James Franco Visits Campus
Published: Wednesday, April 27, 2011
Updated: Wednesday, January 9, 2013 18:01
"It's actually refreshing knowing no one is here to listen to me," said David Quigley, dean of the College of Arts and Sciences (A&S). While the remark earned laughs, the sentiment rang true as the audience anticipated the entrance of actor and director James Franco into Robsham Theater to premiere his film The Broken Tower on Friday, April 15. The event, organized by A&S, marked the world premiere of the film and included a Q&A with Franco and author Paul Mariani.
Mariani, a professor in the English department and author of the book The Broken Tower, introduced Franco, who mentioned his own application process to Boston College.
"I probably should have attended," Franco said. "It's like 50 girls to every one guy." Franco explained his vision for the film, emphasizing his working relationship with Mariani, whose research on Hart Crane inspired Franco to tackle the project. "I warn you, this is not Pineapple Express," Franco said.
The film, starring Franco as Crane, ran roughly an hour and 45 minutes before Franco and Mariani returned to the stage to answer questions from the audience. "I'm impressed at how much James captured [Hart Crane's] life," Mariani said.
"It's certainly an unusual movie," Franco said. "The idea was to have the texture of the film parallel his work." One scene that Franco gave particular attention to was a 10 minute-long poetry reading. Franco believed this scene displayed an essential aspect of Crane's life.
"I wanted to give something of the experience he went through and what people around him went through," he said.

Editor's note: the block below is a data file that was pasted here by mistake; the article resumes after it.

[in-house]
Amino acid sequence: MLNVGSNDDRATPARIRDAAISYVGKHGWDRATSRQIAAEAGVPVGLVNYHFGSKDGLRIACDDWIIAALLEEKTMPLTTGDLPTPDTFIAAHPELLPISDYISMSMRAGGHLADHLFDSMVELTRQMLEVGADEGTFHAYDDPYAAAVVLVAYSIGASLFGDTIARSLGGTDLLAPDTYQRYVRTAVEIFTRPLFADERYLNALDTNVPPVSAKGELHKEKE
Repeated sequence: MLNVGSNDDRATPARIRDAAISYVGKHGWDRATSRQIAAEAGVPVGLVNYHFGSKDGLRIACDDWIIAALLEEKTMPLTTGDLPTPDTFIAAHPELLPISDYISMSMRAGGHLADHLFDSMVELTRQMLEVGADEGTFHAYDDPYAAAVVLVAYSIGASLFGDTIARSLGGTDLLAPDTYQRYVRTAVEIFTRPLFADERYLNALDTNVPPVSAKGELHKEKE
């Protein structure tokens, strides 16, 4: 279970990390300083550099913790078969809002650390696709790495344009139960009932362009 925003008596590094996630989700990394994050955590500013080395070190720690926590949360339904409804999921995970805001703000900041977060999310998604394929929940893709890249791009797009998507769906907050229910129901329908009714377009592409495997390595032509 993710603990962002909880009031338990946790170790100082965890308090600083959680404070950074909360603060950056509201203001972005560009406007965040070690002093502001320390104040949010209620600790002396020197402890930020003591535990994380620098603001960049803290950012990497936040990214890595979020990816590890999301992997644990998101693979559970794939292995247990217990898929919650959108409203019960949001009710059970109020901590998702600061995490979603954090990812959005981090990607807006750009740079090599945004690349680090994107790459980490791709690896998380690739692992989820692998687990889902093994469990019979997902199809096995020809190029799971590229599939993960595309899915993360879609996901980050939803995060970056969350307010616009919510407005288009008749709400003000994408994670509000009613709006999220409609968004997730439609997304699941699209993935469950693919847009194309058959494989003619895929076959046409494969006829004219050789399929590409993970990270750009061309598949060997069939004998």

When asked if he had any inspiration during filming, Franco brought attention to Mikhail Kalatozov's I Am Cuba, a film from the 1960s that studied the political landscape of Cuba. "It captured the country in such beautiful, long shots," Franco said. He did not enjoy directing himself, however, and actually asked actors Paul Dano and Joseph Gordon-Levitt to play the role of Hart Crane before he stepped into the role himself. A question from the audience allowed the pair to further delve into casting queries. For instance, Franco revealed that his own mother was cast as Hart's mother and his younger brother played Hart as a young man. "I certainly tease them more than any actors I work with," he said.
One of the more hotly discussed issues in the film was the depiction of Crane's sexuality. "[Crane's] homosexuality was like the bull-elephant in the room," Mariani said.
Franco felt no qualms about portraying this facet of his being on film, however. "I felt dealing with the sexuality was important because Crane was open about it," he said. Franco's past roles include three real-life homosexuals, Allen Ginsberg, Harvey Milk's lover Scott Smith, and now Hart Crane. "I was attracted to these characters for a variety of reasons. I play these roles because I believe in them," Franco said.
This transcendent quality of film is what makes The Broken Tower and art in general so important to Franco. "One of the main things art can do is bring people together with deep understanding," he said. He feels the complex film may go over the head of its younger audience, though. "The two things they'll talk about are the 10-minute poetry reading and how James Franco gives a blowj—."